I read about half as much nonfiction as I did fiction in 2015, yet narrowing down this list was hard, much harder than the fiction list was; it could easily have been twice as long. The first three titles were my favorites of 2015; everything after the jump is listed in alphabetical order.
Asking for It: The Alarming Rise of Rape Culture and What We Can Do about It by Kate Harding
Analyzing things like rape myths, sports culture, and law enforcement’s mishandling of various high-profile rape cases, Kate Harding takes a hard look at different components of contemporary rape culture and what we can do about it. It’s an important book that couldn’t come at a better time.
Syllabus: Notes from an Accidental Professor by Lynda Barry
Barry teaches a class called Writing the Unthinkable, and this book is mostly a collection of her syllabi, lesson plans, and student work. Never has a book sparked so many creative ideas in me. I would give anything to take this class with her!
There’s a reason why cupcake shops started popping up all over the place and bacon is king. There’s a reason why words like “superfoods” are probably in your vocabulary. David Sax explains the rise and fall of various food trends, going behind the scenes to talk to the tastemakers themselves. It’s really interesting!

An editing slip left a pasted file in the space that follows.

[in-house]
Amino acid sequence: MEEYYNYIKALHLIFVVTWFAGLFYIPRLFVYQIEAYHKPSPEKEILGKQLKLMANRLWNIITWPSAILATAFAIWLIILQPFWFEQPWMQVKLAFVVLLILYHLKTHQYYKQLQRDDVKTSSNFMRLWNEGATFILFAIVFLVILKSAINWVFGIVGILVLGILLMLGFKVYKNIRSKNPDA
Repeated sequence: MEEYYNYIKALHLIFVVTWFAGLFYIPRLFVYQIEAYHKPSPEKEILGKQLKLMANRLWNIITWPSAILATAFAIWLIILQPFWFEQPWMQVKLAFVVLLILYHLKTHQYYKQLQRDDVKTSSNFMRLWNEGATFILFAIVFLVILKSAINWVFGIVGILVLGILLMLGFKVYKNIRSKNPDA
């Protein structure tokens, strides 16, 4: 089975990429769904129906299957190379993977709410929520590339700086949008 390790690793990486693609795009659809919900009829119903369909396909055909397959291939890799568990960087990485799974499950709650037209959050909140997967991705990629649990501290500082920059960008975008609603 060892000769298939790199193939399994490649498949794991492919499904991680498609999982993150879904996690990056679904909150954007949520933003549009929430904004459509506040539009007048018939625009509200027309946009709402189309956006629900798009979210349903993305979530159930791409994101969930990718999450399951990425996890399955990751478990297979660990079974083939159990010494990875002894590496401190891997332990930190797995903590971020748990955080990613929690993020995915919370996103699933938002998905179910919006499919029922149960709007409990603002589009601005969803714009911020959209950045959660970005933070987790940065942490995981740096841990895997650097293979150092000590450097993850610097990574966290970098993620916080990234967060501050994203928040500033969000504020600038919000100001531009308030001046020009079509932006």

Ètienne Davodeau’s The Initiates is a graphic memoir about the time when he and established vintner Richard Leroy worked closely together to learn about each other’s professions. Davodeau knows nothing about wine or winemaking; Leroy doesn’t read comic books. The two work in strikingly different worlds, but as they get hands-on experience in the other’s field, the parallels in their lives become apparent. Each is an artist in his own right.
Over a period of about a year, Davodeau shadows Leroy at his vineyard. Rain, snow, or shine, he participates in all of the backbreaking work that goes into organic winemaking. During downtime, Leroy teaches Davodeau all about wine tasting — everything from cheap bottles to wines that cost hundreds of dollars. He takes Davodeau along on business trips, and the two visit other vineyards in the French countryside. The vintner community is small and obsessed with their craft, and long, animated discussions about winemaking often ensue.